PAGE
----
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J Immunol. 2004 May 15;172(10):6115-22.

CD1d-independent NKT cells in beta 2-microglobulin-deficient mice have hybrid phenotype and function of NK and T cells.

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  • 1Terry Fox Laboratory, British Columbia Cancer Agency, Vancouver, British Columbia, Canada.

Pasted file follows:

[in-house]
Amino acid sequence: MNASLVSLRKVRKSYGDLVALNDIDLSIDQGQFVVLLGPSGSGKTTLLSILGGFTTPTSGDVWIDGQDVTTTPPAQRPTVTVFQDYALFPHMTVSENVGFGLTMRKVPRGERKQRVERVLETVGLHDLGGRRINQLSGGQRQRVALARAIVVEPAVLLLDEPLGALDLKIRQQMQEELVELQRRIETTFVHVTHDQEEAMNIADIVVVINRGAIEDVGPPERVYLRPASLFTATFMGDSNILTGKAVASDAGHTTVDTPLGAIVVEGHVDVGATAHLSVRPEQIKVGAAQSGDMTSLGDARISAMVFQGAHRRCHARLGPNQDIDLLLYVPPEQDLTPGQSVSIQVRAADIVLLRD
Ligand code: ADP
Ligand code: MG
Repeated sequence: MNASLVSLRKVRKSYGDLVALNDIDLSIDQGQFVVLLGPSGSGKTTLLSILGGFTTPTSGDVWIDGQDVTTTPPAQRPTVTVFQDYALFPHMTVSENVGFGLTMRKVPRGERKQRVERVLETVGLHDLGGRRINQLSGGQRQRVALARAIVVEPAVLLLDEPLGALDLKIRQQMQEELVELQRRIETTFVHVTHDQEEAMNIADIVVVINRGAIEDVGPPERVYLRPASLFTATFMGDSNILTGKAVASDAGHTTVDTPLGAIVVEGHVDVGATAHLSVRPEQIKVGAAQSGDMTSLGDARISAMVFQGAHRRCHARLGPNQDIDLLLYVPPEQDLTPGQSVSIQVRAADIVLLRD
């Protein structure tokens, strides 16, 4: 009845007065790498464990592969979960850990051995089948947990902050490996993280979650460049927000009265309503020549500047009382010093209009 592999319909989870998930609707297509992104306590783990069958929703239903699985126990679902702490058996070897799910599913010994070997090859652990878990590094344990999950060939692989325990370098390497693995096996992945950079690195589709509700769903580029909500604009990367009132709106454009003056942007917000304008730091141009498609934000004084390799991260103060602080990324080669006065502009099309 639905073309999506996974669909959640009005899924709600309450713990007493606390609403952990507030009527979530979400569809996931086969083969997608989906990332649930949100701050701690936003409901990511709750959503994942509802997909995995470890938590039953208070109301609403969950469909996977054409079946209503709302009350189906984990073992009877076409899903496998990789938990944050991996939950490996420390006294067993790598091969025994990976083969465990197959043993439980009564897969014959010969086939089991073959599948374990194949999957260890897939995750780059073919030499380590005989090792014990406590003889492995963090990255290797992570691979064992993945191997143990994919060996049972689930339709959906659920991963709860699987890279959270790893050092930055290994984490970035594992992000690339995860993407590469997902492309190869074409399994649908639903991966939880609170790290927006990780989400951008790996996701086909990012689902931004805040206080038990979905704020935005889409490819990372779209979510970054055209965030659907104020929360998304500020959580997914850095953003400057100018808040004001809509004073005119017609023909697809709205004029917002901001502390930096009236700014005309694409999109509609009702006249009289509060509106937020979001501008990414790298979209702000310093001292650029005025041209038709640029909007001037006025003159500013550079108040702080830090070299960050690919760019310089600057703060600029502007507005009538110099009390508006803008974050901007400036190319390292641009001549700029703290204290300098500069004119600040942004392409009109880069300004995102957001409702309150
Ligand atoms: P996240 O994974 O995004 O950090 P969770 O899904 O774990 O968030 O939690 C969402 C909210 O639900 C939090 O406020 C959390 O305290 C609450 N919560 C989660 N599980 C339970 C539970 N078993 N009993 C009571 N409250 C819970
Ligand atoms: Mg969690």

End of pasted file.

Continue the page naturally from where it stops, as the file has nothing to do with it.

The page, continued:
Unlike CD1d-restricted NK1.1(+)TCRalphabeta(+) (NKT) cells, which have been extensively studied, little is known about CD1d-independent NKT cells. To characterize their functions, we analyzed NKT cells in beta(2)-microglobulin (beta(2)m)-deficient B6 mice. They are similar to NK cells and expressed NK cell receptors, including Ly49, CD94/NKG2, NKG2D, and 2B4. NKT cells were found in normal numbers in mice that are deficient in beta(2)m, MHC class II, or both. They were also found in the male HY Ag-specific TCR-transgenic mice independent of positive or negative selection in the thymus. For functional analysis of CD1d-independent NKT cells, we developed a culture system in which CD1d-independent NKT cells, but not NK, T, or most CD1d-restricted NKT cells, grew in the presence of an intermediate dose of IL-2. IL-2-activated CD1d-independent NKT cells were similar to IL-2-activated NK cells and efficiently killed the TAP-mutant murine T lymphoma line RMA-S, but not the parental RMA cells. They also killed beta(2)m-deficient Con A blasts, but not normal B6 Con A blasts, indicating that the cytotoxicity is inhibited by MHC class I on target cells. IL-2-activated NKT cells expressing transgenic TCR specific for the HY peptide presented by D(b) killed RMA-S, but not RMA, cells. They also killed RMA (H-2(b)) cells that were preincubated with the HY peptide. NKT cells from beta(2)m-deficient mice, upon CD3 cross-linking, secreted IFN-gamma and IL-2, but very little IL-4. Thus, CD1d-independent NKT cells are significantly different from CD1d-restricted NKT cells. They have hybrid phenotypes and functions of NK cells and T cells.

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